Lucy and I participated in several large village gatherings in the area. Every speaker was given the time to speak for as long as he or she chose. At each meeting, we asked those gathered what their major concerns were – an open question, since we were there to hear how best MRG could support the communities via PWC. The participants would first discuss among themselves what topics they as a group should prioritise. The meetings could take over five hours, but the gatherings seemed to be as much about the conversations as the results achieved.
In every single meeting, the participants agreed about what was foremost on their minds – land. Access to land is a vital issue for Maasai, given the very central place reserved in their culture for their livestock and the inherent vulnerability of pastoralism to periods of drought when access to secure water sources is quite literally a matter of life or death.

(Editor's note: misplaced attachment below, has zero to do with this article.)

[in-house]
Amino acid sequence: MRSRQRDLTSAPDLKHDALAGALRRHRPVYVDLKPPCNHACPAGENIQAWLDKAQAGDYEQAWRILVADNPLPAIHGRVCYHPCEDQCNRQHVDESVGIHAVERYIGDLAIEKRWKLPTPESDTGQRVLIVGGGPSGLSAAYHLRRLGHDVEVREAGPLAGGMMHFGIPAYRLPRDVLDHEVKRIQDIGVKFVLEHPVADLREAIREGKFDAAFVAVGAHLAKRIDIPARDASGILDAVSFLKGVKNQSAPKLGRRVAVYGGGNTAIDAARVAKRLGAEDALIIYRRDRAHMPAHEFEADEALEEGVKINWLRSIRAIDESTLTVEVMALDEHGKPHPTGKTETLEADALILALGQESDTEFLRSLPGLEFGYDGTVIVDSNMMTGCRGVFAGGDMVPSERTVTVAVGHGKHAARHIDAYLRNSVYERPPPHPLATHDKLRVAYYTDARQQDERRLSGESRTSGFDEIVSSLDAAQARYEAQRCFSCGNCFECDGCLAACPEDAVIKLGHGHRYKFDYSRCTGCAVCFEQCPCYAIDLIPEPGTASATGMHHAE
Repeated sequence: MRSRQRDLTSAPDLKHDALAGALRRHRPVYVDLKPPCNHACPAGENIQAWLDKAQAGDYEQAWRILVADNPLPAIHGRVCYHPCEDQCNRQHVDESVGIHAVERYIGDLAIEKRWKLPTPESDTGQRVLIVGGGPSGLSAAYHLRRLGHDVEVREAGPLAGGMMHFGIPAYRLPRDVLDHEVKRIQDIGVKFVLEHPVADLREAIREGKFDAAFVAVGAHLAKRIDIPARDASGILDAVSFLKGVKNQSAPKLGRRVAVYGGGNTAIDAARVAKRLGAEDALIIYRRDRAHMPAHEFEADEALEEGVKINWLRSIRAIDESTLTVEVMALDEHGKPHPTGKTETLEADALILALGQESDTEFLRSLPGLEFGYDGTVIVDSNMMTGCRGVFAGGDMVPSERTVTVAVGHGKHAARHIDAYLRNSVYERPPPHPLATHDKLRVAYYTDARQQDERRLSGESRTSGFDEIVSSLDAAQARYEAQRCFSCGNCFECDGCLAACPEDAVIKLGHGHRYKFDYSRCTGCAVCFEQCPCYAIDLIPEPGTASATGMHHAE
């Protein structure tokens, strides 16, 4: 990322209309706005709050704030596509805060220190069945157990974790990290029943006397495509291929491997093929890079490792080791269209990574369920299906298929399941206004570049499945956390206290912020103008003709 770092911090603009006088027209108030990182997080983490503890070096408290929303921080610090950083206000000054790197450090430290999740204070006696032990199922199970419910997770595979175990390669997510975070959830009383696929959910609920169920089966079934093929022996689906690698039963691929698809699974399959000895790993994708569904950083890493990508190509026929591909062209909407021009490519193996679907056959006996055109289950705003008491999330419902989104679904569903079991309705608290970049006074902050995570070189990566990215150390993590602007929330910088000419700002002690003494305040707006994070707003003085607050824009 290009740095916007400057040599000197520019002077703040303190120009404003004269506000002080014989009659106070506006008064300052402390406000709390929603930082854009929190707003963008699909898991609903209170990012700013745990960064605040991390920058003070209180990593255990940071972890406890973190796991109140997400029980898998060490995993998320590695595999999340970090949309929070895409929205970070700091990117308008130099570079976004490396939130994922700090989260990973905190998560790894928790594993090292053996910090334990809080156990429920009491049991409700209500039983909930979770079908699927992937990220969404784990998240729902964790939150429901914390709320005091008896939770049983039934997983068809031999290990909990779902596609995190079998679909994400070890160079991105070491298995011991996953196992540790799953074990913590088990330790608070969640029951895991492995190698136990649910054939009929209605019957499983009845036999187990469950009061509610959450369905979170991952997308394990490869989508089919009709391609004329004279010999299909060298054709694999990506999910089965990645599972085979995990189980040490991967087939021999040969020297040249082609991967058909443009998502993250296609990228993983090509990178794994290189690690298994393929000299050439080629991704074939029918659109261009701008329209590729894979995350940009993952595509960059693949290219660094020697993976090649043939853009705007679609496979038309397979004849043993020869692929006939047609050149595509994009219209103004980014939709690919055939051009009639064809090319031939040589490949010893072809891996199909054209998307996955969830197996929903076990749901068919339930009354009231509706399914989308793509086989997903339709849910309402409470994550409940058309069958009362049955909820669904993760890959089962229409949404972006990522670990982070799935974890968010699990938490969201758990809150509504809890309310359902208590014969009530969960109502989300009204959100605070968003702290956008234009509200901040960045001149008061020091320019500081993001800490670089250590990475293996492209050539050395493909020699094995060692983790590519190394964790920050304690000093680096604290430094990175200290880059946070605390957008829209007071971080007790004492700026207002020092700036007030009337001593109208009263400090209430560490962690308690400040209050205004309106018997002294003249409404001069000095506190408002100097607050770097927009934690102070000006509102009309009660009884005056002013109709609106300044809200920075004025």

The Maasai of northern Tanzania have a particularly sad history when it comes to land rights. In 1959, ten thousand Maasai were displaced from the Serengeti by the British colonial administration in order to create a vast wildlife sanctuary. In exchange, the British established the neighbouring Ngorogoro Conservation Area centred on the crater of the same name; Maasai were permitted to graze their livestock alongside the wild animals there. Sixteen years later, the Maasai who had settled in Ngorogoro were told by the Tanzanian government that they had to leave the crater floor for the sake of the wildlife. Over time and to become more resilient during droughts, Maasai families took to cultivating small plots of land on its slopes. And now, the government is telling those who farm on the rim of the crater and in the highlands around it that they must stop doing so or risk arrest. The government has started to relocate thousands of Maasai out of the Conservation Area.